By MIKE McCALL
Quite literally, the Southeastern Conference Tournament is a bigger stage than the Gators are used to. That was clear in the first inning, when first baseman Preston Tucker hit a deep shot to right.
It would likely have cleared the fence at the friendly
confines of McKethan Stadium, but instead, the larger dimensions of Regions Park
This is the postseason, and UF is going to have to go a little beyond the usual effort to get things done.
Rather than rolling seventh-seeded Arkansas
The Razorbacks entered the game having lost eight of their previous 10, and they were without top hitter and starting shortstop Scott Lyons. UA’s ace, Dallas Keuchel, was off his game, walking a career-high six batters en route to his shortest outing of the year (3.2 innings).
Second-base umpire Ken Couch even made a kick-save to keep
But none of that was enough, because UF didn’t show up.
The Gators made four errors and put together just four hits, all singles, and they didn’t look primed to end UF’s 18-year conference title drought.
Tucker’s two-RBI single in the fourth was the team’s only hit with runners in scoring position. There were needless bunt attempts when good hitters should be swinging away.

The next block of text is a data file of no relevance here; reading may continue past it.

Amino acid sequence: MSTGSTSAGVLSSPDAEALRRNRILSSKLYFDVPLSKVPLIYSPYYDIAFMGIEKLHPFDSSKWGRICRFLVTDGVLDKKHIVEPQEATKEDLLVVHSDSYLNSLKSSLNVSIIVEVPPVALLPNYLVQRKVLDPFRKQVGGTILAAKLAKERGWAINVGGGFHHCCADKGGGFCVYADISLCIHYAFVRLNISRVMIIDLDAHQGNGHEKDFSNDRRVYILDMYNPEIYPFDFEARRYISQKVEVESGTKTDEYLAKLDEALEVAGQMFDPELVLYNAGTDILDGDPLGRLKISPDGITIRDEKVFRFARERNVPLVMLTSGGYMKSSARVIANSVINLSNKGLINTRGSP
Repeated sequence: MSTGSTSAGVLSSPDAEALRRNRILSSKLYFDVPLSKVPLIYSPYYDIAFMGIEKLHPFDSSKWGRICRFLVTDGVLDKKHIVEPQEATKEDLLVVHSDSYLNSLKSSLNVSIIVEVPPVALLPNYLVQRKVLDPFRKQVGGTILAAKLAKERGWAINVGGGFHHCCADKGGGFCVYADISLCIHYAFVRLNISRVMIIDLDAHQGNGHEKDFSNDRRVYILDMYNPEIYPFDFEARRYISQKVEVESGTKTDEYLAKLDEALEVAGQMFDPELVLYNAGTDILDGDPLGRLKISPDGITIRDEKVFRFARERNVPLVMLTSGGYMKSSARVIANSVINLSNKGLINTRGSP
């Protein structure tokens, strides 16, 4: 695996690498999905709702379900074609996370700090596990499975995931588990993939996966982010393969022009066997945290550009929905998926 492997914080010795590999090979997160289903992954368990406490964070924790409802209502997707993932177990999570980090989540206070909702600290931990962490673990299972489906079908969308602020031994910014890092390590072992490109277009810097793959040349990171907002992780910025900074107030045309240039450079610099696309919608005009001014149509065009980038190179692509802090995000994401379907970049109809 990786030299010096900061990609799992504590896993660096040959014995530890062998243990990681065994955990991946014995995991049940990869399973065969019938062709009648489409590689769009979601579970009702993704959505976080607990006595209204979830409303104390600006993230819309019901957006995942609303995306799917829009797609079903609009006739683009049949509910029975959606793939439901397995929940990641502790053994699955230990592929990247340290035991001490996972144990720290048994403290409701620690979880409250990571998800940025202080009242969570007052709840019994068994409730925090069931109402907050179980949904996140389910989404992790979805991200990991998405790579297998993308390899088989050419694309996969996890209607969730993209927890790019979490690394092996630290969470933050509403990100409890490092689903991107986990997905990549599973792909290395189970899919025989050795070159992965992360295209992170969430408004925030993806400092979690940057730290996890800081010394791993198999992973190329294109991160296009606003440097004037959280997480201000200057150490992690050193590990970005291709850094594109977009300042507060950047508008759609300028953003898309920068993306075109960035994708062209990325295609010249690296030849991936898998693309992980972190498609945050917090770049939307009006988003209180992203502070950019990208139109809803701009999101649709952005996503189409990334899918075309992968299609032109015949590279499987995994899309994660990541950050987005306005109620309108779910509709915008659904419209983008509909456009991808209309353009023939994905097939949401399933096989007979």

There were plenty of pitches clocked in the 65-miles-per-hour range, and even though I’m a little skeptical of the radar gun’s accuracy, that’s not the kind of dominant pitching you want on your side at this stage of the season.
Now, I don’t mean to dump all over this team. The Gators have far surpassed my expectations this year. They’re going to host an NCAA regional, and if they can pull themselves together, beat No. 7 Mississippi on Thursday and win another game or two, they’re likely to earn a national seed and the right to host a super regional as well.
But all that comes from UF’s exemplary 38-18 regular-season record. The postseason is different, and what I saw on Wednesday didn’t exactly inspire confidence that this team will do something last year’s team couldn’t do—win in the postseason.
Coach Kevin O’Sullivan is only in his second year, and it’s crystal clear that he has the program headed in the right direction. But the Gators lack two things that are necessary for tournament success: a deep, experienced pitching staff and a few legit sluggers.
UF will be relying on plenty of young arms—talented young arms with tons of potential, but still young and unproven.
It seems like most teams are aware of Tucker’s power and try to avoid him, but the Gators need Avery Barnes, Josh Adams, Brandon McArthur and Matt den Dekker to start clicking at the same time.
If that happens, UF will be a force. A loss Thursday wouldn’t be enough to declare the Gators’ hopes of reaching the College World Series dead, but if they can’t have a repeat of Wednesday’s performance.
One or two more of those outings would mean the end of the line, no matter how many breaks they catch.